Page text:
James A. Throgmorton. 1996. University of Chicago Press. Chicago, Il.
Planning as Persuasive Storytelling is a revealing look at the world of political conflict surrounding the Commonwealth Edison Company’s ambitious nuclear power plant construction program in northern Illinois during the 1980s and early 1990s. Examining the clash between the utility, consumer groups, community-based groups, the Illinois Commerce Commission, and the City of Chicago, I argue that planning can best be thought of as a form of persuasive and constitutive storytelling that occurs within a web of relationships and partial truths. In this context, planners should be thought of as authors who write future-oriented texts (plans, analyses, articles) that reflect awareness of differing or opposing views and that can be read (constructed and interpreted) in diverse and often conflicting ways.
The book seeks to justify this alternative understanding by weaving an interconnected web of stories, each one of which establishes a context for making sense out of the ones that follow. The first chapter examines the history of planning up to the 1980s. The second argues that planning had begun making an argumentative or rhetorical turn. Chapter Three summarizes the modernist institution and rhetoric of electric power as a regulated natural monopoly. The next chapter reviews the Commonwealth Edison Company’s ambitious nuclear power plan from 1973 through 1986.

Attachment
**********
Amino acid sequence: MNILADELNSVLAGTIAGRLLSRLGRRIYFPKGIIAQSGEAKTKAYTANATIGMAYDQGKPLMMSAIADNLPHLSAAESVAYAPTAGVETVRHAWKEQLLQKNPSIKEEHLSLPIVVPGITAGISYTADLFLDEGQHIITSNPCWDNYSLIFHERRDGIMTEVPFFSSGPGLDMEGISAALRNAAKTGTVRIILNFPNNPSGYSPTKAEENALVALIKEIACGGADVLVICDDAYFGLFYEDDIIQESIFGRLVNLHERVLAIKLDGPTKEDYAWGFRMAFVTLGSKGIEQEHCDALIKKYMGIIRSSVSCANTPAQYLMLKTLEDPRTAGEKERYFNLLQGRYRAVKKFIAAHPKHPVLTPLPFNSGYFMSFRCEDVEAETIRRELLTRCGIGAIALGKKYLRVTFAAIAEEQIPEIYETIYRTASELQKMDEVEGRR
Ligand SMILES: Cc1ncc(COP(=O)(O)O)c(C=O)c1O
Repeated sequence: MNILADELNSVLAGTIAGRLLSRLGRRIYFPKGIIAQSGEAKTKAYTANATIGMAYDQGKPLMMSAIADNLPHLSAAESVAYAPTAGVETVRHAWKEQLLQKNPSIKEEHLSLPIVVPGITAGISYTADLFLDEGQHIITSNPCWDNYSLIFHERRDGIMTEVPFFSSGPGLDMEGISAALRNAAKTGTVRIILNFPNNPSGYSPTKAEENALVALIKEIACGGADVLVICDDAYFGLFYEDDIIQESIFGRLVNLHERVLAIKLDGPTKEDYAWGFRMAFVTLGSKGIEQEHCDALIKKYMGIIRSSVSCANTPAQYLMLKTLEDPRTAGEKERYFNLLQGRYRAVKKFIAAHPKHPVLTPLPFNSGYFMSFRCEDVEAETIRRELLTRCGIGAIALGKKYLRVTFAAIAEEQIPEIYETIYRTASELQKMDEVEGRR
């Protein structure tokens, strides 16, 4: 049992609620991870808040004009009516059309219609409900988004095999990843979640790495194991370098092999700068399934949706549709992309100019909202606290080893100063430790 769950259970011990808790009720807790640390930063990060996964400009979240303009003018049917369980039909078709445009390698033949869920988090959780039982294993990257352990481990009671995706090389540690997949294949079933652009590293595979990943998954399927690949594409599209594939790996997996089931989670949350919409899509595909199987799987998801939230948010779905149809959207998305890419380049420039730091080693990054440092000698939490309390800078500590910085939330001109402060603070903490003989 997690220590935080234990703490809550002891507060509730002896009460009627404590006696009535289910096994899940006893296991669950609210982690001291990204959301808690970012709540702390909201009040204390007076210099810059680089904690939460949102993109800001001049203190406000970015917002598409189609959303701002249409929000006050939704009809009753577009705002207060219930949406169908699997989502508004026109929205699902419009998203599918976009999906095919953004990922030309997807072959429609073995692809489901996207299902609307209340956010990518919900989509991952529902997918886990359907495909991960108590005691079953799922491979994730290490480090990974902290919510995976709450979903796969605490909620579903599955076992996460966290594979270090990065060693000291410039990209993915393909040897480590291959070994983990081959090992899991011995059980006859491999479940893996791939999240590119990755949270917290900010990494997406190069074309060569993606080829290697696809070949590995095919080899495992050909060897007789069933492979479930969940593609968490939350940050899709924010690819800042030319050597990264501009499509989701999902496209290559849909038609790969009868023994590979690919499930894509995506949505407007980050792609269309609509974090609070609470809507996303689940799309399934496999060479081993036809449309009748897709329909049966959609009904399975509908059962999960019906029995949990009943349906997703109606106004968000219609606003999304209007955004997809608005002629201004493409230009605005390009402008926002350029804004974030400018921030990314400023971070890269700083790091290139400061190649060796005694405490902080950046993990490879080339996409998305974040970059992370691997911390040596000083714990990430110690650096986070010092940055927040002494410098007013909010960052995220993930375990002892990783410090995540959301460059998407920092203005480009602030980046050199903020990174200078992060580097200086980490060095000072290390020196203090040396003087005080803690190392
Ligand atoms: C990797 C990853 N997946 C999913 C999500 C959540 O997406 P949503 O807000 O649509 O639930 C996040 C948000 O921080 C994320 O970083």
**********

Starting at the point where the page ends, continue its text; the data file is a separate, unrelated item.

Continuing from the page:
The next six chapters go deeper into Commonwealth Edison’s effort to have the cost of its new nuclear power plants paid for through a rate increase that emerged from a “negotiated agreement,” the Illinois Commerce Commission’s effort to persuade participating parties to accept a “settlement agreement,” the City of Chicago’s effort to explore alternatives to remaining on Com Ed’s system, one meeting in which a survey researcher employed by Com Ed engaged members of the City’s Energy Task Force, the end of the City’s exploration of alternatives, and an Illinois Supreme Court decision that went against Com Ed.
The final chapter draws the chapters together and, in so doing, restates its opening claim that planning can now be thought of as persuasive and constitutive storytelling within a web of relationships.
Juxtaposing stories about efforts to construct Chicago’s electric future, Planning as Persuasive Storytelling suggests a shift in how we think about planning. In order to account for the fragmented and conflicted nature of contemporary American life and politics, that shift would be away from “science” and the “experts” and toward rhetoric and storytelling.